The opposition has been filed to the UK Intellectual Property Office by Benjamin Worcester, who lives in Victoria, Australia, and is thought to have worked as an NHS doctor between 2011 and 2014, the World Trademark Review reports.
The reason why the Melbourne-based doctor has filed the notice has not yet been revealed, but the move could see Harry and Meghan enter a lengthy (and potentially costly) legal battle.
The couple first sought to register the Sussex Royal brand – which they have been using on their Instagram account since April 2019 – as a global trademark for a range of items and activities including clothing, stationery and the running of “emotional support groups” in June 2019.
However, all applications lead to an “opposition period” where anyone can object and file a complaint against the trademark.
The Duke and Duchess of Sussex’s period of opposition was due to end on 20 February 2020, but following the complaint from Dr Worcester, it has now been extended to 20 March 2020.
In this period more oppositions, or threats of opposition, could now be filed.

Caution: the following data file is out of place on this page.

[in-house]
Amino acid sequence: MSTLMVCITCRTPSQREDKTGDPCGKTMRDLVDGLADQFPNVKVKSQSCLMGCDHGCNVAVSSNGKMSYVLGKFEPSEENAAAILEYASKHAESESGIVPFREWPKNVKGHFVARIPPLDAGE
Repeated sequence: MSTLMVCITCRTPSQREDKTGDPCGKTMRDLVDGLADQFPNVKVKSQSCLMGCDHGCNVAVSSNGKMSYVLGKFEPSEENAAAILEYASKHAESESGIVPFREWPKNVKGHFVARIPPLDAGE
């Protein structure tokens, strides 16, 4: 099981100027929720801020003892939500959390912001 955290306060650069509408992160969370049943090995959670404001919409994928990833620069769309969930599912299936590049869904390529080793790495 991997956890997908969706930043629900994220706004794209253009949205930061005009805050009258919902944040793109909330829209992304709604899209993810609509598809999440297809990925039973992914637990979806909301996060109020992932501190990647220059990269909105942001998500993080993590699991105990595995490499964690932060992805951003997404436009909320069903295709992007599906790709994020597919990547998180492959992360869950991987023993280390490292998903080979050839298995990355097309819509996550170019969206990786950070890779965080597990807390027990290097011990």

The trademark application follows an announcement made by the couple earlier this month stating their decision to step back as senior members of the royal family.
The move prompted the Queen to organise a crisis summit regarding Harry and Meghan’s future roles, where it was decided there would be a “period of transition” which will see them living in Canada and the UK.
In a statement, the Queen said that the royal family “respect and understand” their “desire to create a new life as a young family”.
Shortly after, Buckingham Palace issued an additional statement in which it stated that the couple would no longer receive public funding or be able to use their HRH titles.
“As agreed in this new arrangement, they understand that they are required to step back from royal duties, including official military appointments. They will no longer receive public funds for royal duties,” the statement read.
“The Sussexes will not use their HRH titles as they are no longer working members of the royal family."
The statement did not specify whether the Sussexes would be able to continue using the "royal" moniker if they were not working members of the royal family.